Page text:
Margarita Simonyan, editor-in-chief of the state-owned network, claimed on Twitter Monday that National Westminster Bank, known as NatWest, had refused service to the network.
"They've closed our accounts in Britain. All our accounts. 'The decision is not subject to review.' Praise be to freedom of speech!” Simonyan tweeted, as translated by the BBC.
The BBC reported that RT received notice from NatWest, a subsidiary of the Royal Bank of Scotland Group, that they were no longer customers of the bank, and that the news agency had until December 12, when its accounts would be liquidated and a check issued for their value, to transfer them elsewhere.
"We have recently undertaken a review of your banking arrangements with us and reached the conclusion that we will no longer provide these facilities,” NatWest said in a letter to the network.
The Guardian reported Monday morning that, "after several hours of confusion," the British treasury had denied any involvement with NatWest's decision.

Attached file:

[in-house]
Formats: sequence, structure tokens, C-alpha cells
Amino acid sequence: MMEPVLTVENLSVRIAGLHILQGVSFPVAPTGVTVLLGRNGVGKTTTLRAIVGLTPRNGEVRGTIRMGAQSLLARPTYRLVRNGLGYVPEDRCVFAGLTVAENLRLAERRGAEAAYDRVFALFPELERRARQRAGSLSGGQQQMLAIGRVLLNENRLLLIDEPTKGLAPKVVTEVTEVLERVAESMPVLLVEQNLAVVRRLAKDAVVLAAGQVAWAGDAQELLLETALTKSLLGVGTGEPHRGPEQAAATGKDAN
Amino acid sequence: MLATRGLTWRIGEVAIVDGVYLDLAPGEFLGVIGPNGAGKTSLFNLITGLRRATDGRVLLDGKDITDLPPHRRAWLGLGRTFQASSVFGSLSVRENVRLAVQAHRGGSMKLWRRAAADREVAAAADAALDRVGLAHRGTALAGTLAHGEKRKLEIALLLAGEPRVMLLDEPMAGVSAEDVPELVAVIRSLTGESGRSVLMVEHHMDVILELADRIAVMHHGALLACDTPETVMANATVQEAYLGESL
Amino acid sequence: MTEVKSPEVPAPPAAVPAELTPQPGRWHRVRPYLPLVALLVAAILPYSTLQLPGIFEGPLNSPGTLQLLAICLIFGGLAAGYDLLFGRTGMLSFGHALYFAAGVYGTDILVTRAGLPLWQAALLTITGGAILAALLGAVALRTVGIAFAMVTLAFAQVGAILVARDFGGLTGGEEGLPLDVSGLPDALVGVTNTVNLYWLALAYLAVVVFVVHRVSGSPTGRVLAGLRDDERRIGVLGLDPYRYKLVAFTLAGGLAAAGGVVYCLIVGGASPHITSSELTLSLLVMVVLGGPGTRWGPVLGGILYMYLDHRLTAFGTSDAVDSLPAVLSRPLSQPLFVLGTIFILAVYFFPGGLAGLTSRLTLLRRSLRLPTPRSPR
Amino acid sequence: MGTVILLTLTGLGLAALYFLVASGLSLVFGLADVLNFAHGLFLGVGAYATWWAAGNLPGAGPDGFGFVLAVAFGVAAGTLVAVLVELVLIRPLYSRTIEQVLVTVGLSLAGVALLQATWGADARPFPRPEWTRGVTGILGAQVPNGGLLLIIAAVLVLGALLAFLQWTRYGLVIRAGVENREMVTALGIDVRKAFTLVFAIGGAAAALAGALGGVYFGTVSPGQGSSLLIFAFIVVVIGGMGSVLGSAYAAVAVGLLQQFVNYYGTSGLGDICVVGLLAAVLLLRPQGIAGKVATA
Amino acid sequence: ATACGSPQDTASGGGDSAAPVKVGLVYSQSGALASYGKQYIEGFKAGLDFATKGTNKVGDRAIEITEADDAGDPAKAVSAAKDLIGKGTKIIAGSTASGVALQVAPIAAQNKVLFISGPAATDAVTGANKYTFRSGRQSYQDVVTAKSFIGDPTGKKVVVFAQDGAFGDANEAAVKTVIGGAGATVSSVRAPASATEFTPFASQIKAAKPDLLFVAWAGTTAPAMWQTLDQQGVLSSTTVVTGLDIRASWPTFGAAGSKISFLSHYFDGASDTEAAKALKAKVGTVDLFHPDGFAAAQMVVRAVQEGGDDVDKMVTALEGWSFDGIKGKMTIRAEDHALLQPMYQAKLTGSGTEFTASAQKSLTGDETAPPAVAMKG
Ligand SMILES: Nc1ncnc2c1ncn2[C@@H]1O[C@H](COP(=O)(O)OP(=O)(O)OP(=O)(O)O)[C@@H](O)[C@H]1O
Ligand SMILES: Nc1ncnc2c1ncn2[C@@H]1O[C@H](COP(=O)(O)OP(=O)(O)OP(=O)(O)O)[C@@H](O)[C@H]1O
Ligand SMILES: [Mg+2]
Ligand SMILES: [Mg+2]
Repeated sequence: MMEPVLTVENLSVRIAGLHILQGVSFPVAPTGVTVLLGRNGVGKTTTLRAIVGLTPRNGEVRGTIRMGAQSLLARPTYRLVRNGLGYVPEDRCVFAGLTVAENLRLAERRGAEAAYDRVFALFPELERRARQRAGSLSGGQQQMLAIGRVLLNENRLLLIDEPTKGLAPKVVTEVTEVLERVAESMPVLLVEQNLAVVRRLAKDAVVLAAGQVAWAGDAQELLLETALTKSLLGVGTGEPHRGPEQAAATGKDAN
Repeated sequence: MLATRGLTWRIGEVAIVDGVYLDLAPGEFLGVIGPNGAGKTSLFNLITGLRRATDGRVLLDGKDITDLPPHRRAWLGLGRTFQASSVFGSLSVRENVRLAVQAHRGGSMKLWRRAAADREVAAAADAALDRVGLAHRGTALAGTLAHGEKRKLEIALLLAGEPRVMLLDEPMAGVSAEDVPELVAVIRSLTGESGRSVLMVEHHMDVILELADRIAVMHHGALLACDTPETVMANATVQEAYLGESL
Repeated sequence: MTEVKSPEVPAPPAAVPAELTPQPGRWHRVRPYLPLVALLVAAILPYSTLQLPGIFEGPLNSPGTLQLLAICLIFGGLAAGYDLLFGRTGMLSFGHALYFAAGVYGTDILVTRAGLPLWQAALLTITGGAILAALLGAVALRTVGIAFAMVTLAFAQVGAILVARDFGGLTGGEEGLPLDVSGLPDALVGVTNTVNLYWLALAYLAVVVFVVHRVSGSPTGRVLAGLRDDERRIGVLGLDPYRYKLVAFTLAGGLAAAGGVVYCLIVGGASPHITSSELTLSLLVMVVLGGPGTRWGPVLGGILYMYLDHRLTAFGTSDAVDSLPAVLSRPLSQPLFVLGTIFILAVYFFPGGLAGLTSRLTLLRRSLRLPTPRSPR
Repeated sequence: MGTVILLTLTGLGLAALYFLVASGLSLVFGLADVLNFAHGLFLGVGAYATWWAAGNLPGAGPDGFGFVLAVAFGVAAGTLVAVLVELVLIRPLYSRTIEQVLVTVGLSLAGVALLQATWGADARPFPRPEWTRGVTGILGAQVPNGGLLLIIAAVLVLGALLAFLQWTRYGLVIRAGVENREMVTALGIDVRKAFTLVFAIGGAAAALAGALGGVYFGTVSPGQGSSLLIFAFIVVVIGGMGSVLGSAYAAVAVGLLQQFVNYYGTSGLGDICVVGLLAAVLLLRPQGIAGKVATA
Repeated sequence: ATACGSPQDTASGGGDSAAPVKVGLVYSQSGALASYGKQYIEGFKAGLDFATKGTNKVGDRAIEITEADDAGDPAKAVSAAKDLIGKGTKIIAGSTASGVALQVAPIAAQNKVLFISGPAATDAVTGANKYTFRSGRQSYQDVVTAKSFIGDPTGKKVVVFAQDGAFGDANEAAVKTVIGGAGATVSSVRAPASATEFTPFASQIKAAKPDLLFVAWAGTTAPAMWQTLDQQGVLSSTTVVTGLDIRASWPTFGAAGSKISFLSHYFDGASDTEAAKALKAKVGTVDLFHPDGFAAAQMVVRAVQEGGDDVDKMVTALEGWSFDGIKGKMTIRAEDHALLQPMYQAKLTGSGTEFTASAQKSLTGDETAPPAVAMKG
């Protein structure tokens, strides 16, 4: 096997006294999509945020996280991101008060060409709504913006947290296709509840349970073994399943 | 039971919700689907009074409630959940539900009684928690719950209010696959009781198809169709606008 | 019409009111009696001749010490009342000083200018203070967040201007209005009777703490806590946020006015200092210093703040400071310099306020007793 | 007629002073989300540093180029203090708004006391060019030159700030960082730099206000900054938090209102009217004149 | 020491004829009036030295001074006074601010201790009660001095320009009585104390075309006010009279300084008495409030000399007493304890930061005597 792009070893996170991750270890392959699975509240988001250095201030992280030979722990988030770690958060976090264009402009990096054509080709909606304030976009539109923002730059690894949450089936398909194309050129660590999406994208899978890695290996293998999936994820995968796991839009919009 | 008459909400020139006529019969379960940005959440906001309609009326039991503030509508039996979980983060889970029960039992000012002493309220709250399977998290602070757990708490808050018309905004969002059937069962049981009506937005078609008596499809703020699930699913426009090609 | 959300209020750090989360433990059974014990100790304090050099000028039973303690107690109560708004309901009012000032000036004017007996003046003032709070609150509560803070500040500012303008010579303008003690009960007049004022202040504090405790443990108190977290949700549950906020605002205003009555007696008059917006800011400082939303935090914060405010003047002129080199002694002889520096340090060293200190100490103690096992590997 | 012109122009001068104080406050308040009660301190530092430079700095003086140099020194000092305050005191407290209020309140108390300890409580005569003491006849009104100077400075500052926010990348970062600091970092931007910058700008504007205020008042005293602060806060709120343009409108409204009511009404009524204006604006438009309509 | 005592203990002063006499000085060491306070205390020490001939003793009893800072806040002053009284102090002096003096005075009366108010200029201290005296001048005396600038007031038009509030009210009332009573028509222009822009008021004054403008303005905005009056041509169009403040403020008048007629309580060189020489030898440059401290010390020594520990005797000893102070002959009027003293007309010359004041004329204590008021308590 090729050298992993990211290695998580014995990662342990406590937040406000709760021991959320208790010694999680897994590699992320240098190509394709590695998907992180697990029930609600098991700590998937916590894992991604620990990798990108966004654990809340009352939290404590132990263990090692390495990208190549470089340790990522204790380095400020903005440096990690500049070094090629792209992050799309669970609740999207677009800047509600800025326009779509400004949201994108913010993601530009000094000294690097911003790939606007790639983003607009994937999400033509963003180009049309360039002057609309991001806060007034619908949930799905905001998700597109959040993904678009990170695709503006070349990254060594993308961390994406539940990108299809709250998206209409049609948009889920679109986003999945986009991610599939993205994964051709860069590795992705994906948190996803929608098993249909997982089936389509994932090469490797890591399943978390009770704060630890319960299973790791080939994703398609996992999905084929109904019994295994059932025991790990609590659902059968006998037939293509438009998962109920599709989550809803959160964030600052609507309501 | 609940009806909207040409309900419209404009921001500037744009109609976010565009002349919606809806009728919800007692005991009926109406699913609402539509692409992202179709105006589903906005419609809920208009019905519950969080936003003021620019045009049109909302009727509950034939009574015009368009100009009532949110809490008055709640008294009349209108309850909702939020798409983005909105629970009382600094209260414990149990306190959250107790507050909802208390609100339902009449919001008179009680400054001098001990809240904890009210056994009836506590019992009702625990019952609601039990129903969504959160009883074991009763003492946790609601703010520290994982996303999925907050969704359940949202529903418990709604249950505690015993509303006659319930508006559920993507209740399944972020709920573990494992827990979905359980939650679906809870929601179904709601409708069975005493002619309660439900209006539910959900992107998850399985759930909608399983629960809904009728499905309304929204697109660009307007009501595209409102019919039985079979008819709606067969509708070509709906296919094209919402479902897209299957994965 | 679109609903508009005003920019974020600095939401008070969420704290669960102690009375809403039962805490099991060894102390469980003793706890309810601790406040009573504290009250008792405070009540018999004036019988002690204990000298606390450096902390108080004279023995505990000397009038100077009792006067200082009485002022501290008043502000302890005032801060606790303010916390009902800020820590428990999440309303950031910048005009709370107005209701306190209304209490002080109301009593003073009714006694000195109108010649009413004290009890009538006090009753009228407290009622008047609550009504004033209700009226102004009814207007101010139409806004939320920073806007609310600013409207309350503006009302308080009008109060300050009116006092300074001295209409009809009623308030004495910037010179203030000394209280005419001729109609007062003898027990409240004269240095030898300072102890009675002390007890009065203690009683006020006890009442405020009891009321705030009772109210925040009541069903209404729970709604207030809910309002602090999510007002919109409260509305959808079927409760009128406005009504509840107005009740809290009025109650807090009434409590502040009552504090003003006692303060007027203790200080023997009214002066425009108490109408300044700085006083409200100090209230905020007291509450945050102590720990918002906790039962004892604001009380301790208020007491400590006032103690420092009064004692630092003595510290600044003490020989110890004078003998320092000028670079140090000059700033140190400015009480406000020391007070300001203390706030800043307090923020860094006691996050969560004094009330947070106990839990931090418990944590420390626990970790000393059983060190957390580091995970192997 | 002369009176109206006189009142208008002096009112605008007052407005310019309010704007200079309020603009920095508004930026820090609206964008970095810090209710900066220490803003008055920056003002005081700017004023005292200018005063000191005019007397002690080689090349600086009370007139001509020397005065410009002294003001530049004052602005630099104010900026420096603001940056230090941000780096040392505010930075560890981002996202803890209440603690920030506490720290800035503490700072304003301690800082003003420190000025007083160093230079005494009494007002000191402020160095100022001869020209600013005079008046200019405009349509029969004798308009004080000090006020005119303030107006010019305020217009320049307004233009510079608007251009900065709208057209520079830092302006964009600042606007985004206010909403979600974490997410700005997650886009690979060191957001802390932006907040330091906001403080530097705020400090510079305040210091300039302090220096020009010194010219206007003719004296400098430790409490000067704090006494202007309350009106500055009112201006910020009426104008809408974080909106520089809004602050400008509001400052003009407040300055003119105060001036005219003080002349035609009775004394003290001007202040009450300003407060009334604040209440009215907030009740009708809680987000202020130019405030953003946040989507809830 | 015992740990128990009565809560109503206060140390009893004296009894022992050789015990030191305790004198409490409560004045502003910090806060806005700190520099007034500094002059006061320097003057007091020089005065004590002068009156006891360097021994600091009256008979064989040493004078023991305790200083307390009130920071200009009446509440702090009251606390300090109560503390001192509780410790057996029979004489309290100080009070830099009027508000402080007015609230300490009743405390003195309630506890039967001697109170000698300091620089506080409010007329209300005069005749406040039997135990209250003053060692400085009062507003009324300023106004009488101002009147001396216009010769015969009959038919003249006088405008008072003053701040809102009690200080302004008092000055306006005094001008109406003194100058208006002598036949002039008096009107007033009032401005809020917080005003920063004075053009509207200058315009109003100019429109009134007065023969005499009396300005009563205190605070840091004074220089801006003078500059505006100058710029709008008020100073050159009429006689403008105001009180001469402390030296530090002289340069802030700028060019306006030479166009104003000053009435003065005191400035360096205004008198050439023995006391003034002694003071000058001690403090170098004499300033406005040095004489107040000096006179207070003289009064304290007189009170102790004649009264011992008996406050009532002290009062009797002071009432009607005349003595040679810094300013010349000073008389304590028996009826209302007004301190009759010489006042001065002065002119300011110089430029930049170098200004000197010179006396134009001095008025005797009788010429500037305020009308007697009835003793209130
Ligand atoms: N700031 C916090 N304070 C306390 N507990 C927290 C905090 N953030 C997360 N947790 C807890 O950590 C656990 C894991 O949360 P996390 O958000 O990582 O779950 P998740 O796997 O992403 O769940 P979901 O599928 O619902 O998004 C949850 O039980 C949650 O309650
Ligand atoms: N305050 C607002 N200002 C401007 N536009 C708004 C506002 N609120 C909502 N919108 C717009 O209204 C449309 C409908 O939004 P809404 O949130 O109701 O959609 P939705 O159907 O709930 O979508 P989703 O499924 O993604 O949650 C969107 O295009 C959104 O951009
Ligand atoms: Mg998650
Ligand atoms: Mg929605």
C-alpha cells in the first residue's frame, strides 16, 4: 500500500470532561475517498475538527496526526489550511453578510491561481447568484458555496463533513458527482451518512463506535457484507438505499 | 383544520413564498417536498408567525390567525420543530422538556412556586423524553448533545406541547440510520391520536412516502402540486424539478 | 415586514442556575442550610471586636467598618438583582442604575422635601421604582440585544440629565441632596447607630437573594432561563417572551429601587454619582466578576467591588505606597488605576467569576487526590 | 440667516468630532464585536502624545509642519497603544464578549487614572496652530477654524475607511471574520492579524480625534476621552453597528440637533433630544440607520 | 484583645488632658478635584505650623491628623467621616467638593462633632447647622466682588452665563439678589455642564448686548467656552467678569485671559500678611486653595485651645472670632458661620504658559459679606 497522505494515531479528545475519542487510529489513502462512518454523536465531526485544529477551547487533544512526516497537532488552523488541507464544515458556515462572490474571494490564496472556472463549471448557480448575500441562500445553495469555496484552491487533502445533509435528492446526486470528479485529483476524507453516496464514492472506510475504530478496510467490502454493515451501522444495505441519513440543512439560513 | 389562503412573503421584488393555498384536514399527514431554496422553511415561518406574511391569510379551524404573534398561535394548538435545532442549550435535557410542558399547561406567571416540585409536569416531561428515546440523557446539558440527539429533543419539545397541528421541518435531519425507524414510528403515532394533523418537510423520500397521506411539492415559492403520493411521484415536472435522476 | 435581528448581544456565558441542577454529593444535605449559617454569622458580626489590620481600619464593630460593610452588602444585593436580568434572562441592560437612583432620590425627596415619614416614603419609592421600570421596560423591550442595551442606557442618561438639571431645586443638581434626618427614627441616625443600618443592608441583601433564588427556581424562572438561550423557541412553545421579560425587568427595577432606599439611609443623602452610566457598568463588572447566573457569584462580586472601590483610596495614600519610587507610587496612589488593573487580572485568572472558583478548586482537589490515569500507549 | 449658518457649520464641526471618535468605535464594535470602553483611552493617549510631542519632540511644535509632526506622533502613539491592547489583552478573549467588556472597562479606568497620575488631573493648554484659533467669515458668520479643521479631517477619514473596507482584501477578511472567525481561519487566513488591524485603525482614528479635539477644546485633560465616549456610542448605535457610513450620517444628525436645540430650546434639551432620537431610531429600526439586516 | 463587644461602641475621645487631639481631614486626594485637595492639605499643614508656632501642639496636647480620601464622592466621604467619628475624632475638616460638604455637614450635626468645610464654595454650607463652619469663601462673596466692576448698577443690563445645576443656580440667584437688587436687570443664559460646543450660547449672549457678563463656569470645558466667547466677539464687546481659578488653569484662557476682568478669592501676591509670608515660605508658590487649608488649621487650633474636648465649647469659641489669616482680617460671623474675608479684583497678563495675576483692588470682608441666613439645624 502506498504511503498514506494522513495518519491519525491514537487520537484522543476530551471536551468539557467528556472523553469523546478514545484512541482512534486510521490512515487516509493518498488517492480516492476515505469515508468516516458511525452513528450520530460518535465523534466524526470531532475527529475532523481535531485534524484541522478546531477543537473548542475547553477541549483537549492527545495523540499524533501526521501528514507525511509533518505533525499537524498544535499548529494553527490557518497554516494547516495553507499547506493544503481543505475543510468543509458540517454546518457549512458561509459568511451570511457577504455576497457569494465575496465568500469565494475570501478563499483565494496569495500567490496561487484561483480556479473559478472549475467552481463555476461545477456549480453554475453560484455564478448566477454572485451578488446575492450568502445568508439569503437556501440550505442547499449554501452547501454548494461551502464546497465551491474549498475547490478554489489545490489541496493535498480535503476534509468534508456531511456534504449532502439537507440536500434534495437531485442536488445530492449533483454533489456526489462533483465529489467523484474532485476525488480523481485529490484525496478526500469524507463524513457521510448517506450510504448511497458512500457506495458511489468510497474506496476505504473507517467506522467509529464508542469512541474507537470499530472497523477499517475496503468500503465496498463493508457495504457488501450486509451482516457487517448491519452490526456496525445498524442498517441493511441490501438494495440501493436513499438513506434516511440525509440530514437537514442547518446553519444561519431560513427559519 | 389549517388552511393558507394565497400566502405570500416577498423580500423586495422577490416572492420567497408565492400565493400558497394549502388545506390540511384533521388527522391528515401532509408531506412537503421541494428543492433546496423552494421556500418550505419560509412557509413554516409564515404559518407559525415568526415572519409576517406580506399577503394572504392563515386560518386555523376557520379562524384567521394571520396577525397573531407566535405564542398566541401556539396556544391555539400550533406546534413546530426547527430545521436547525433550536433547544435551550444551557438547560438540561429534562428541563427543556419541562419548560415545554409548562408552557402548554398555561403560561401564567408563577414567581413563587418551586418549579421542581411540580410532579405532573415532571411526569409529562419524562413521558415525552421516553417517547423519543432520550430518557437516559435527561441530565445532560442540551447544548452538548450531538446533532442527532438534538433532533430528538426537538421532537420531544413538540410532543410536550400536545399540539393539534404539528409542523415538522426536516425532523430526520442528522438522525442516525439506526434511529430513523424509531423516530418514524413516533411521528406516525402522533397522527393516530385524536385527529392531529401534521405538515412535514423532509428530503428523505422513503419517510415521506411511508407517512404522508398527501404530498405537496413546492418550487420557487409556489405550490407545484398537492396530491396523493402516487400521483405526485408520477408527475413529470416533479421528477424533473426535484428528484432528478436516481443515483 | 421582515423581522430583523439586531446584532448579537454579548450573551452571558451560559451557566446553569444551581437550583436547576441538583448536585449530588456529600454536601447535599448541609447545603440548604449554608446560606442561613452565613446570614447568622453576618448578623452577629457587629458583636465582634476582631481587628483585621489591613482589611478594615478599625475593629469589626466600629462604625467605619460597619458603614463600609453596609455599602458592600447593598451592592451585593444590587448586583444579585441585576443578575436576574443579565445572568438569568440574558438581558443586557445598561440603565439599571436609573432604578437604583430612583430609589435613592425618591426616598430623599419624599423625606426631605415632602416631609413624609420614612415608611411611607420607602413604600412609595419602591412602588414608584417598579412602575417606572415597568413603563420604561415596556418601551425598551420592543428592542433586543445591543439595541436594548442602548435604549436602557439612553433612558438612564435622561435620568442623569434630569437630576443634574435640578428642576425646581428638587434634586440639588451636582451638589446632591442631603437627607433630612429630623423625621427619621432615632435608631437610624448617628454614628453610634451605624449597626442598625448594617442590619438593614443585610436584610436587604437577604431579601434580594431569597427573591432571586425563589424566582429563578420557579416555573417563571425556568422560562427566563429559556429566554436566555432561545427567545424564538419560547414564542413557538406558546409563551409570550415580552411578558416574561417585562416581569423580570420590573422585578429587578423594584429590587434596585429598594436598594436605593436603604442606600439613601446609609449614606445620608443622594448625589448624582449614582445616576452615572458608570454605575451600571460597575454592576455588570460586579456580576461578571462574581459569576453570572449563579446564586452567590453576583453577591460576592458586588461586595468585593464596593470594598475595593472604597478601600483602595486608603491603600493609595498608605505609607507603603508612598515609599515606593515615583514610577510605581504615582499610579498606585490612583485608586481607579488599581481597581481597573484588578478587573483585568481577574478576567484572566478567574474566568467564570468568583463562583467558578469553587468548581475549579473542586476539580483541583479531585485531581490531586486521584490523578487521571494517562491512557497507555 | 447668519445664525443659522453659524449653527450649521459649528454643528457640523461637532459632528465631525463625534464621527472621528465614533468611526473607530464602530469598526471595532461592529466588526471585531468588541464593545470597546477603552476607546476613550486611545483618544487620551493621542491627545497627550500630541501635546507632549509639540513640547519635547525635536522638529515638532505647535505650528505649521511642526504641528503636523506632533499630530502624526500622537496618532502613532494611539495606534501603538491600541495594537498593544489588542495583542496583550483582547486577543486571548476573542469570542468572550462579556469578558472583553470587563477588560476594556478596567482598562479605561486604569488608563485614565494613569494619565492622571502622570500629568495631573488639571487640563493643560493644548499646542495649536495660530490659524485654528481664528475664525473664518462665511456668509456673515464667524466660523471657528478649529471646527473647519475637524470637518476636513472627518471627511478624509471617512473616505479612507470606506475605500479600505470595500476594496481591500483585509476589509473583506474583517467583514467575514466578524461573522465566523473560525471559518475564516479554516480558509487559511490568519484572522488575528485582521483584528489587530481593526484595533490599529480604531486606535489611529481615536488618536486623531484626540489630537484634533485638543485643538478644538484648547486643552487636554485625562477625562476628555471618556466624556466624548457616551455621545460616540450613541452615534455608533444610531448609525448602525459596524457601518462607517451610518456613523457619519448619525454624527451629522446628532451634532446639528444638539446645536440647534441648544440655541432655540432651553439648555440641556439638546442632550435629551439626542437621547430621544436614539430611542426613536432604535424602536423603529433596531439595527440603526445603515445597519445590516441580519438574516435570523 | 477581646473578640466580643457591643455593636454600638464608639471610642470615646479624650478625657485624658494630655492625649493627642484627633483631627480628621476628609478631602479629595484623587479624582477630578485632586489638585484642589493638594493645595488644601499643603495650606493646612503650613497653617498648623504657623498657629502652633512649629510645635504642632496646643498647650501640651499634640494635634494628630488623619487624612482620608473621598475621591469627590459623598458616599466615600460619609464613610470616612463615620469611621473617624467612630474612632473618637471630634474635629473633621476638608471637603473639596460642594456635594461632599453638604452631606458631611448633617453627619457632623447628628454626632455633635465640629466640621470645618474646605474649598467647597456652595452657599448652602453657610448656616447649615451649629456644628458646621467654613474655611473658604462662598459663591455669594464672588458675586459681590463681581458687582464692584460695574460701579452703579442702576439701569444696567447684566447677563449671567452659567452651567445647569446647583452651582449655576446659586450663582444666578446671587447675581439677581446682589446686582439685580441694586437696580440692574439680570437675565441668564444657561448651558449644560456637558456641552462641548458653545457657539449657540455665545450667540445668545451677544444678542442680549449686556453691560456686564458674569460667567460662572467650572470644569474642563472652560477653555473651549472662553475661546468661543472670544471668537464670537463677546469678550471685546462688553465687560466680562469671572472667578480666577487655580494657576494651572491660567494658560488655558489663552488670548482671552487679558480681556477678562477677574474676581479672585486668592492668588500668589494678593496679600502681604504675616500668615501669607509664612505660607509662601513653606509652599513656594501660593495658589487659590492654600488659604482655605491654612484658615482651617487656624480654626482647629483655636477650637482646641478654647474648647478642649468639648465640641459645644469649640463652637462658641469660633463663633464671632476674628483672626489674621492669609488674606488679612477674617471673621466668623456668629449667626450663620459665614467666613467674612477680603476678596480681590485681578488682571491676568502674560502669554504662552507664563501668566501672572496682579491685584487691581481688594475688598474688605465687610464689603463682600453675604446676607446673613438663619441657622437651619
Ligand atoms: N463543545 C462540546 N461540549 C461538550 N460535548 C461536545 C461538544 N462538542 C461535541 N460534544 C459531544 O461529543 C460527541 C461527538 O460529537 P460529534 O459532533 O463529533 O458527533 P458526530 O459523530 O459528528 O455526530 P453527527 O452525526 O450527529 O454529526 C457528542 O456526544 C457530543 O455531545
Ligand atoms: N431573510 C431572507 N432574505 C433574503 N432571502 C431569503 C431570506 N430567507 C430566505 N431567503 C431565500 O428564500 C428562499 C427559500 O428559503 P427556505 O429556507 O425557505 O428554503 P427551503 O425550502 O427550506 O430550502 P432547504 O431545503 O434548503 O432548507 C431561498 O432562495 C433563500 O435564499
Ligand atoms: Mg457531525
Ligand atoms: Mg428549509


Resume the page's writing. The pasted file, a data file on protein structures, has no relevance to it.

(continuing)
“This isn’t something that has come out of the Treasury,” one unnamed source insisted to the Guardian. "The U.K. government had not introduced any fresh sanctions or 'obligations' against Russia since February 2015."
That didn't stop a wave of Russian politicians from condemning the move, accusing the U.K. of hypocritical free speech standards.
"They haven't explained the reasons and I think they can't explain them because there can't be any reasons,” Simonyan told Russian state media, according to BBC. “We have an absolutely transparent operation there, absolutely transparent funding. There have never been any complaints in this regard at all.”